Climate change is bad, but the Senate is tired
This Guardian article explaining what different temperature rises would mean for the global climate is one of the most helpfully concrete interventions into the climate change discussion I've seen. For instance, a rise of a "mere" two degrees Celsius, which is what scientists are hoping to achieve if we secure a strong global warming deal and implement it pretty quickly, would look something like this:
The heatwaves seen in Europe during 2003, which killed tens of thousands of people, will come back every year with a 2C global average temperature rise. Southern England will regularly see temperatures around 40C in summer. The Amazon turns into desert and grasslands, while increasing CO2 levels in the atmosphere make the world's oceans too acidic for remaining coral reefs and thousands of other marine lifeforms. More than 60 million people, mainly in Africa, would be exposed to higher rates of malaria. Agricultural yields around the world will drop and half a billion people will be at greater risk of starvation. The West Antarctic ice sheet collapses, the Greenland ice sheet melts and the world's sea level begins to rise by seven metres over the next few hundred years. Glaciers all over the world will recede, reducing the fresh water supply for major cities including Los Angeles. Coastal flooding affects more than 10 million extra people. A third of the world's species will become extinct as the 2C rise changes their habitats too quickly for them to adapt.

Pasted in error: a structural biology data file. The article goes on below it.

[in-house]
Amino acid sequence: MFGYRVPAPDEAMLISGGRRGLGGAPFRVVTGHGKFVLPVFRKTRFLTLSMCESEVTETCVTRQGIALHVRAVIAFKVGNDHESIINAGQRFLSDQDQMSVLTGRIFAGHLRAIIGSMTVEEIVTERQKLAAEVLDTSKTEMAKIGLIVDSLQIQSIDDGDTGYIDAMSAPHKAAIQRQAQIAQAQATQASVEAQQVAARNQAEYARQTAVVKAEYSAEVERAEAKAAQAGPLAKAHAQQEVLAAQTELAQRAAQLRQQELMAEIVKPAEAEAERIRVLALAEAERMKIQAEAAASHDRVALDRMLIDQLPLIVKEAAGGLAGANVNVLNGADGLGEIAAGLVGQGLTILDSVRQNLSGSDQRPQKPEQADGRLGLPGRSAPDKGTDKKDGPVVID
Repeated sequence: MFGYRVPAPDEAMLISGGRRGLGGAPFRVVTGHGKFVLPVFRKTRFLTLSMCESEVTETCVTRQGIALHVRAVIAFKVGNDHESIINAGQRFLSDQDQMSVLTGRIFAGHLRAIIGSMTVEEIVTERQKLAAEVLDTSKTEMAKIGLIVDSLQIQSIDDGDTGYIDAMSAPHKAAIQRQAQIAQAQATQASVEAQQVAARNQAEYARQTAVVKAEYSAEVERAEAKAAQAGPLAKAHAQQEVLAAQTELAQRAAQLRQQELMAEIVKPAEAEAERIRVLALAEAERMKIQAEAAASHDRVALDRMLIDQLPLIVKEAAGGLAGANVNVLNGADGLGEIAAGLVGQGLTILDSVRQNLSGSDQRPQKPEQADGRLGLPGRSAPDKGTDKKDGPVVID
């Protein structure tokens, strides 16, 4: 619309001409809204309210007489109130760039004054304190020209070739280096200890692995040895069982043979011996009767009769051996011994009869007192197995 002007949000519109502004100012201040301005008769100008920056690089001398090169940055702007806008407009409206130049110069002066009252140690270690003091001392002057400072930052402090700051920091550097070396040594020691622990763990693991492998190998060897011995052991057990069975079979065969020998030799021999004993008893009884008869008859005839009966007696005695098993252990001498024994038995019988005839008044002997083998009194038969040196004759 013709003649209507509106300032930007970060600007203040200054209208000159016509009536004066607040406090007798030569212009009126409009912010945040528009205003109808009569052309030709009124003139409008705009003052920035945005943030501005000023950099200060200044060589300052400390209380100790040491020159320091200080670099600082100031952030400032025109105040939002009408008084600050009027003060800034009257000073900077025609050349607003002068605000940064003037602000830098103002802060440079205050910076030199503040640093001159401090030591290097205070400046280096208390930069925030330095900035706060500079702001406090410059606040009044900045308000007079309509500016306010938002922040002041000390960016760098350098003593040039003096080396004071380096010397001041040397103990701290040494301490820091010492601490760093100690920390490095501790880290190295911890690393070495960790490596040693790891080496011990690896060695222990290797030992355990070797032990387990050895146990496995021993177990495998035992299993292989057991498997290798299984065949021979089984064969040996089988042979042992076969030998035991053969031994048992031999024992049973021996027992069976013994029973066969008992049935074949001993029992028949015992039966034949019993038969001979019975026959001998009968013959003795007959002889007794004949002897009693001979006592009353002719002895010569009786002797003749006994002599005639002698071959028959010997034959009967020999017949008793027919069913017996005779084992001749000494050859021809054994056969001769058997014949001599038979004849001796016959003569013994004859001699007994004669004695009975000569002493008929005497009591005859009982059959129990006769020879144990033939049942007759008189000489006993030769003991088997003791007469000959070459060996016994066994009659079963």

Optimism! And rises of three degrees, four degrees, and even five degrees are becoming more likely by the day. It's important to note that the consequences don't become correspondingly more nightmarish as you move up the scale; they become exponentially more nightmarish, in part because they unleash new forces that further accelerate warming. Arctic permafrost dissipates and the carbon trapped beneath it rises and then things get even hotter. That sort of thing.
Amidst all this, conservative Senate Democrats are waving off the idea of serious action in 2010. But not because they're opposed. Oh, heavens no! It's because of abstract concerns over the political difficulties the problem presents. Sen. Kent Conrad (D-N.D.), for instance, avers that “climate change in an election year has very poor prospects.” That's undoubtedly true, though it is odd to say that the American system of governance can only solve problems every other year. Sen. Evan Bayh (D-Ind.) says that “we need to deal with the phenomena of global warming," but wants to wait until the economy is fixed.
Rather than commenting abstractly on the difficulty of doing this, Conrad and Bayh and others could make it easier by saying things like "we simply have to do this, it's our moral obligation as legislators," and trying to persuade reporters to write stories about how even moderates such as Conrad and Byah are determined to do this. They could schedule meetings with other senators begging them to take this seriously, leveraging the credibility and goodwill built over decades in the Senate. They could spend money on TV ads in their state, talking directly into the camera, explaining to their constituents that they don't like having to face this problem, but see no choice. That effort might fail -- probably will, in fact -- but it's got a better chance of success than not trying. And this is, well, pretty important.
See Matt Yglesias for more on this. It's very frustrating.
Photo credit: AP Photo/Anja Niedringhaus.
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